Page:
Why Do Pedestrian-Motor Vehicle Crashes Occur?
All drivers in Maine are responsible for seeing pedestrians and avoiding them if possible. Insurance companies are quick to try and shift blame to the pedestrian, but the reality is that oftentimes pedestrians are forced to walk on the road, especially during the wintertime when snow and ice make sidewalks or shoulders of the road impassable.
There are many reasons why motor vehicle versus pedestrian crashes occur, including:
- Diminished perception of risk – impaired by alcohol or distractions like cell phones
- Individual perception of speed and crossing device
- Speed of vehicle, type of vehicle, and the volume of traffic
- Weather conditions
- Poorly timed traffic signals, absence of sidewalks, lack of crossing devices, width of the road
- People with limited mobility
- Construction obstacles
- Perception of enforcement risk and unawareness of traffic laws
We rely on a vast network of investigators and experts to help us with our investigation. We will also track down any eyewitnesses, police reports, and medical records associated with your case to paint a clear picture of what happened. Even if you were partially responsible for what happened, you may be entitled to some compensation under Maine law.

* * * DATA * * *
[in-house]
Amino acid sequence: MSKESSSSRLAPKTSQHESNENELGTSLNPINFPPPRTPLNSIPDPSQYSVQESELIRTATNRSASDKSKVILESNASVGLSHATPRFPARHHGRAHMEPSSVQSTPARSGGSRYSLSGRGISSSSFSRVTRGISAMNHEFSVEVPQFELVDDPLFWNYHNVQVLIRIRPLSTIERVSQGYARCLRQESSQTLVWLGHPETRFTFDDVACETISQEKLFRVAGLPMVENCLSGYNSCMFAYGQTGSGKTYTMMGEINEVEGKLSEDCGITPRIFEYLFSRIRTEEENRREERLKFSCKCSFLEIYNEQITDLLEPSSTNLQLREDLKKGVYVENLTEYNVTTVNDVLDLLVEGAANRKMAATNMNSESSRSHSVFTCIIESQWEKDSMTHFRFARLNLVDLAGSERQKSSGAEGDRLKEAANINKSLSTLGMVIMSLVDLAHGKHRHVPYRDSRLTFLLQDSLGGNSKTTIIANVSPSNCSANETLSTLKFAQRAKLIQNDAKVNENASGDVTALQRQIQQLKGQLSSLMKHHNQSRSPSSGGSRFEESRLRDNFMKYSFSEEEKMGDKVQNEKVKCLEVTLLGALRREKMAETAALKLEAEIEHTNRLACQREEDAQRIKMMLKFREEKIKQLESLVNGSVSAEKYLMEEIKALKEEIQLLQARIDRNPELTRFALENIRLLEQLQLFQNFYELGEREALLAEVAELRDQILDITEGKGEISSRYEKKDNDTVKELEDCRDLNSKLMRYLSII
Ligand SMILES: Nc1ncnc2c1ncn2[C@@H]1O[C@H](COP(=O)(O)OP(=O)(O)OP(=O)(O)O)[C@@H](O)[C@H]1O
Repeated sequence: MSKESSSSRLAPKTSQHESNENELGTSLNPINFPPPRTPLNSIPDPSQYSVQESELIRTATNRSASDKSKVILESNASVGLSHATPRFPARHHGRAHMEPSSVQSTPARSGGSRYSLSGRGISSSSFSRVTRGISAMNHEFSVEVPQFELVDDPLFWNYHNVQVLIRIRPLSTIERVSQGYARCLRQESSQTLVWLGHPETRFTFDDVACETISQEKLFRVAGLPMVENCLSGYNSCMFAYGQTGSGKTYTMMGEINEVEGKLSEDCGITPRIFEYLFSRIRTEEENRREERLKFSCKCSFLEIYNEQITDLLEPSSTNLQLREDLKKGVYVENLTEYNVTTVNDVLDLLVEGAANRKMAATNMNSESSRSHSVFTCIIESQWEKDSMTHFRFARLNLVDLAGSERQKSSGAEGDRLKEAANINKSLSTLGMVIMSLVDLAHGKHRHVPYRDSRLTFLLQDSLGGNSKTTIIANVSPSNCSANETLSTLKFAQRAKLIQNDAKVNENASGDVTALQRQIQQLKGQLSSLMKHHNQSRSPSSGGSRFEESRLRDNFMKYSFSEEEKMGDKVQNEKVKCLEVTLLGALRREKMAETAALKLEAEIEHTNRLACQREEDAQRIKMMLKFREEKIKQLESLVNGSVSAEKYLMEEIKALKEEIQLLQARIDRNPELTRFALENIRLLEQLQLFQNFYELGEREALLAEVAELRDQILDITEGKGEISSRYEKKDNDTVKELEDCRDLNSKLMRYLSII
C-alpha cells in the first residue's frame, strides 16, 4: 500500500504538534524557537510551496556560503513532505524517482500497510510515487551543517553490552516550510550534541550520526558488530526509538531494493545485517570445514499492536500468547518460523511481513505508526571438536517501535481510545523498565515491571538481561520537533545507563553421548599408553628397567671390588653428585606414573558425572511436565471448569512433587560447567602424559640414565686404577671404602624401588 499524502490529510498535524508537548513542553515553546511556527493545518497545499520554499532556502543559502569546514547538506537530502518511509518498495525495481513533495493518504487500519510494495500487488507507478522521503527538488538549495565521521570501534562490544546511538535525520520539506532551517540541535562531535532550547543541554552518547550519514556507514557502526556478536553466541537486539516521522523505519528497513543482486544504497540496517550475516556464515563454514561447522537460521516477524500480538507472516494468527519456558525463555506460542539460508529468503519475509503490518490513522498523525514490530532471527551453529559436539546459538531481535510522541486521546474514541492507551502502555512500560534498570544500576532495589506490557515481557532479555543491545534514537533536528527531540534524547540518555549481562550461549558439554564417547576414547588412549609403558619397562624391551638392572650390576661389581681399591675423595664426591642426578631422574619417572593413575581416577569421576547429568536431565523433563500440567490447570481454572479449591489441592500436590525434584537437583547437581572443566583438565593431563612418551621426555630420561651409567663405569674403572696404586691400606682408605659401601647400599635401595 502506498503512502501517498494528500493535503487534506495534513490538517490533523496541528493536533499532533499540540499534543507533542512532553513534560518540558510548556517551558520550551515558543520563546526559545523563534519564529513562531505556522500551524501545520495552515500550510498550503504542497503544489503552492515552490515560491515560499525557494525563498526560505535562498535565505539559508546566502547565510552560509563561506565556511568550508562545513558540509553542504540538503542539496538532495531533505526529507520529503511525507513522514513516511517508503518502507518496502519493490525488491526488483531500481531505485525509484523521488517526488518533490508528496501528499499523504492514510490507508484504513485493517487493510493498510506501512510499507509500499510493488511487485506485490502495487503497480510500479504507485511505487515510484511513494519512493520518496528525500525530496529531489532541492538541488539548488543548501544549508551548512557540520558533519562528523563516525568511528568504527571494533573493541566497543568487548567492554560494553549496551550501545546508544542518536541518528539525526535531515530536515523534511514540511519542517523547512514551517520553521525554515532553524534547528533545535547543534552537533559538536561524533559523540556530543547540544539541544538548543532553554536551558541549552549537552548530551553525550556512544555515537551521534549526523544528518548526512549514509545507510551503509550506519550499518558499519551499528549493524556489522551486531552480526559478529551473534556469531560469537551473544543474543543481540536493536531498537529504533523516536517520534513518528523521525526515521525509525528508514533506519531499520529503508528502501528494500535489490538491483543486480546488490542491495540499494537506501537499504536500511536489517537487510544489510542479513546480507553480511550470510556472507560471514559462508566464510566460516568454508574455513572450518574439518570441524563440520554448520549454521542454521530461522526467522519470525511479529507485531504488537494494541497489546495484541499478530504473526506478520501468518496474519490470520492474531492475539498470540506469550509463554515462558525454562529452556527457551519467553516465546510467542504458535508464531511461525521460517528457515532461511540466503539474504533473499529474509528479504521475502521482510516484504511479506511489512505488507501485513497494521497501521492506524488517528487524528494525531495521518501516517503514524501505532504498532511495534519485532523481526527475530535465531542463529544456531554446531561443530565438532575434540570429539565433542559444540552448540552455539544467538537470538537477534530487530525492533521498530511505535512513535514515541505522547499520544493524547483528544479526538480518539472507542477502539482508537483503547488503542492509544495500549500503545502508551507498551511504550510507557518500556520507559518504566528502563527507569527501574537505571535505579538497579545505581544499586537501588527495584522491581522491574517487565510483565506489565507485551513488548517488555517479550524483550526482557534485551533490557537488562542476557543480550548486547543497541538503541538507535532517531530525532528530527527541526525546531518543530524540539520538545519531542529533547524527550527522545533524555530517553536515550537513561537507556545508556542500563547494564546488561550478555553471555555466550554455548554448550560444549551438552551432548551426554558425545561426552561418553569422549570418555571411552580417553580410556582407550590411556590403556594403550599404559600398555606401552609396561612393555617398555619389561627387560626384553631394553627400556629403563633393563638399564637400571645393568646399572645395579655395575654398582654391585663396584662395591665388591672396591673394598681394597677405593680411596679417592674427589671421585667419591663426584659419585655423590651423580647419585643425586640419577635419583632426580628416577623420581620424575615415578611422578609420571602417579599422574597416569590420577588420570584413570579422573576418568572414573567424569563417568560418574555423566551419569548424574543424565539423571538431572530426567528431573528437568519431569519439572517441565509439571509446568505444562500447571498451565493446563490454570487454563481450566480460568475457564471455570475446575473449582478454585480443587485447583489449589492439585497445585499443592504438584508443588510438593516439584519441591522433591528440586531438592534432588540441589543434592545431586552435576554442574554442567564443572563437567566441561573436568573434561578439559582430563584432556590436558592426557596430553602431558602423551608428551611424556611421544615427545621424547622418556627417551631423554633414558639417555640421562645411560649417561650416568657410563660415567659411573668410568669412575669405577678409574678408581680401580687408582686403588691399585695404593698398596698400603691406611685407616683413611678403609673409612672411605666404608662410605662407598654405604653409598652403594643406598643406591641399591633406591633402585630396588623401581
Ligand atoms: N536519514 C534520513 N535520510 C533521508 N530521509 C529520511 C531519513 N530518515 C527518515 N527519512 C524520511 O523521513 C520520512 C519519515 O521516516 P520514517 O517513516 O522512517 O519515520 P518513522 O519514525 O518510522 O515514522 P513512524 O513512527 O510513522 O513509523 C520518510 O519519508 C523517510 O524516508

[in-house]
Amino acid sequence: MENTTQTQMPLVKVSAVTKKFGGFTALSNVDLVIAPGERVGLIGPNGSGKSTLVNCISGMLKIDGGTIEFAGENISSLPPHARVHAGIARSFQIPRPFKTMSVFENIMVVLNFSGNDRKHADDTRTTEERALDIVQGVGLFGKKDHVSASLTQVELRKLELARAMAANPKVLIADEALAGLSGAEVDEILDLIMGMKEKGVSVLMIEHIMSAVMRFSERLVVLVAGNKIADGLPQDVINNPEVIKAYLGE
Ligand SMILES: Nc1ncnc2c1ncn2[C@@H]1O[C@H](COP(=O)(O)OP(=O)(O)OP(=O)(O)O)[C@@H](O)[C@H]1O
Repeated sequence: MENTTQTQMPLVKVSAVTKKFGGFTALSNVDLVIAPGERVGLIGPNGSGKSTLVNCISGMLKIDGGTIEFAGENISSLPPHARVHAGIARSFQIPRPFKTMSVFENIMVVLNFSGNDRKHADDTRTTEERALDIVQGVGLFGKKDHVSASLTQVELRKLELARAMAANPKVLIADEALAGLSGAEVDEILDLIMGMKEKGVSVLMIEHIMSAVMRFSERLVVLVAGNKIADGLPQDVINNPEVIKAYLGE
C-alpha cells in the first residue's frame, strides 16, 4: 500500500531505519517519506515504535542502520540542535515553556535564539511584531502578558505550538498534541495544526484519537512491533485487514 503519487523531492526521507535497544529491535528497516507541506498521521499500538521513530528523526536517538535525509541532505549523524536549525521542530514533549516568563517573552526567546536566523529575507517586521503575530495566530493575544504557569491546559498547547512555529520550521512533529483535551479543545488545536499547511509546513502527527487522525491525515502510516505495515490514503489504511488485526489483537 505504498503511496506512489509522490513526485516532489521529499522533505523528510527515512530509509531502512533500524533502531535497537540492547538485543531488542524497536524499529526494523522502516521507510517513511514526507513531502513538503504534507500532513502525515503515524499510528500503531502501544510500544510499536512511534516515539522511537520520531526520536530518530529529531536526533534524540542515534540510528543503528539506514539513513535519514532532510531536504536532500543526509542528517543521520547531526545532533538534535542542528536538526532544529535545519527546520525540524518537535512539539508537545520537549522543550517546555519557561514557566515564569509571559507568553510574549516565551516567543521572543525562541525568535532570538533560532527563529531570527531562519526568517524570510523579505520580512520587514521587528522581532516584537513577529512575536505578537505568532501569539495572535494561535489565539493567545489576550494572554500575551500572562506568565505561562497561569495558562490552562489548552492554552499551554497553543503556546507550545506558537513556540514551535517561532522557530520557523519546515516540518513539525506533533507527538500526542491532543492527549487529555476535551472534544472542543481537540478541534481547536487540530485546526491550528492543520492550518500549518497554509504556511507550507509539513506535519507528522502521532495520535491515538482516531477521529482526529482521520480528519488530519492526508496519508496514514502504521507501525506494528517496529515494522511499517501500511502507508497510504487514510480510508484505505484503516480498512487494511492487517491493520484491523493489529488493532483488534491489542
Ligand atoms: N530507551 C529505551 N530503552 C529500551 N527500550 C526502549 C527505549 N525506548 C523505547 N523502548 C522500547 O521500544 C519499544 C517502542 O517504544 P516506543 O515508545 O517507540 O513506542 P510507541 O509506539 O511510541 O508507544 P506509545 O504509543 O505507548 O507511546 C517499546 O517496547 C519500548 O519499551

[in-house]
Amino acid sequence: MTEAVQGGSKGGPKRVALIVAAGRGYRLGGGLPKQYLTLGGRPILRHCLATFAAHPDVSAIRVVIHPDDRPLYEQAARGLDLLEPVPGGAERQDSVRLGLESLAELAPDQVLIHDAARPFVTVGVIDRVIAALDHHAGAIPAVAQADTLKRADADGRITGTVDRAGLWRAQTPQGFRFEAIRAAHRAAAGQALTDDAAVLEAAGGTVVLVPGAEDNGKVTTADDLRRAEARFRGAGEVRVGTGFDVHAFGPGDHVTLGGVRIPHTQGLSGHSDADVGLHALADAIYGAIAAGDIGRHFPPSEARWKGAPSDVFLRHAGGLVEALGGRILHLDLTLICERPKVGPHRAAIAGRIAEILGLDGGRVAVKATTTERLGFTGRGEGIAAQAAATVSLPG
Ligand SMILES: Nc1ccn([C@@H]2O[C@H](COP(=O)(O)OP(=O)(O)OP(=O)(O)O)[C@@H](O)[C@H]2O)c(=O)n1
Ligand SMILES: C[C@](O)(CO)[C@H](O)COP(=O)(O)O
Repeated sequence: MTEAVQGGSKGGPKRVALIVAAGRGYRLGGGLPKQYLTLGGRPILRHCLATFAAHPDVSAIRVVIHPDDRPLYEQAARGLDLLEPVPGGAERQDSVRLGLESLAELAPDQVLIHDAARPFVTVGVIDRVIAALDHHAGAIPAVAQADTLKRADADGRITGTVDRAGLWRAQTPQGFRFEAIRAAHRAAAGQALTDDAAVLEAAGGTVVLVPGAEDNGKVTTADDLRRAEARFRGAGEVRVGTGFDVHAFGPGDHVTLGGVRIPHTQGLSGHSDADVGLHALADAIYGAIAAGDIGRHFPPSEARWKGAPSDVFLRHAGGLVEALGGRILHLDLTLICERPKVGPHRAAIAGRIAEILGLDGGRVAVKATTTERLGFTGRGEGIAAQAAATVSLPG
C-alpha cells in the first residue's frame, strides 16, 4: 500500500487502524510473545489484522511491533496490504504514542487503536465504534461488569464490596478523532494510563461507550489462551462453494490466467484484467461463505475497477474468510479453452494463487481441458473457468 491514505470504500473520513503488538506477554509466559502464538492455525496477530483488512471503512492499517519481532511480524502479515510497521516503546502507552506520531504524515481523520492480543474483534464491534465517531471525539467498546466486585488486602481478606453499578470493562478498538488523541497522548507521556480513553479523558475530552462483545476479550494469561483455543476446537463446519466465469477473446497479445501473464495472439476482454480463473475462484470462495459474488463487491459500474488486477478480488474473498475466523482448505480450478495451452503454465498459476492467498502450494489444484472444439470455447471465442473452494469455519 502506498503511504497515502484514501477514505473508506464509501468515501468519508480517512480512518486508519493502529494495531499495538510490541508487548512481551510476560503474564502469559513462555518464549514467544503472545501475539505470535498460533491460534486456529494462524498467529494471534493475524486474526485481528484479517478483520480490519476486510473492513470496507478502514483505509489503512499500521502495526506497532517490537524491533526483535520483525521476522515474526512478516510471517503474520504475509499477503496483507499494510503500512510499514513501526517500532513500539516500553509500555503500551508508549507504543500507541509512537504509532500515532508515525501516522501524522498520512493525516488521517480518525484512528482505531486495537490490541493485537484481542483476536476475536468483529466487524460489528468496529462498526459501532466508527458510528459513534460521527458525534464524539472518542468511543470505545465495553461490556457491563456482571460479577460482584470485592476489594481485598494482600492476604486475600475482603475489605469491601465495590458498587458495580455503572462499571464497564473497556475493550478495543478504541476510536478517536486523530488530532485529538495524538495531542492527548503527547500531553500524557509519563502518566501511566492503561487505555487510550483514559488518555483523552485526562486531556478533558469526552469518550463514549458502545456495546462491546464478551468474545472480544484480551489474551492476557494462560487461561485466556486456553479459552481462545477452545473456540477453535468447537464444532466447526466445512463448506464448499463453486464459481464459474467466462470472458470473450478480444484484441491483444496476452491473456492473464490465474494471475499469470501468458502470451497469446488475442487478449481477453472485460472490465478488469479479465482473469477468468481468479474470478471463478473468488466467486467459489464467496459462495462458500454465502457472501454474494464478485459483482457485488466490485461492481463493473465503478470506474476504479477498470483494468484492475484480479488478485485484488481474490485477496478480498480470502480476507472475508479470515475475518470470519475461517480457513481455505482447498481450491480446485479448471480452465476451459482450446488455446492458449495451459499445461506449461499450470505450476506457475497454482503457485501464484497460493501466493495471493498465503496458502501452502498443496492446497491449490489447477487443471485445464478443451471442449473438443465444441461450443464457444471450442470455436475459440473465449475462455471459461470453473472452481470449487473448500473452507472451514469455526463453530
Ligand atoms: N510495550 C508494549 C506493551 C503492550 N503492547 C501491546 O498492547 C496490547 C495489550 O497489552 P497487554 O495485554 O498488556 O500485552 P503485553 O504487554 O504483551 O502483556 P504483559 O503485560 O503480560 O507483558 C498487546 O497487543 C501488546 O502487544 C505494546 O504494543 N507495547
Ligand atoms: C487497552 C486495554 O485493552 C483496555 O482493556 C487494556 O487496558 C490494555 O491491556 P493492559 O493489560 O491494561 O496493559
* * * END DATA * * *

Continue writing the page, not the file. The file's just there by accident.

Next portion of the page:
Consequences of Pedestrian Accidents
The IIHS reports that most pedestrians are struck by the front of a car. The victim’s fate depends upon the vehicle’s speed, the relative heights of the pedestrian and the front end of the vehicle, and the angle of the hit.
More serious injuries occur when:
- The vehicle is larger, as the pedestrian usually gets thrown to the ground in front of the vehicle upon impact.
- The pedestrian is smaller, with young children being struck in the thigh and torso.
- The speed is higher, as victims slide over the hood and windshield, with injuries to the head, legs, and arms.
Quite often, pedestrians suffer the brunt of the injuries, including:
- Traumatic brain injury
- Spinal cord injury
- Paraplegia and Quadriplegia
- Fractured bones
Injured victims may be eligible for compensation to recover past, present, and future medical bills; disability-related devices or home modifications; lost productivity and loss of future earning capacity; emotional pain and suffering; loss of consortium; and, in cases of death, loss of companionship and funeral expenses.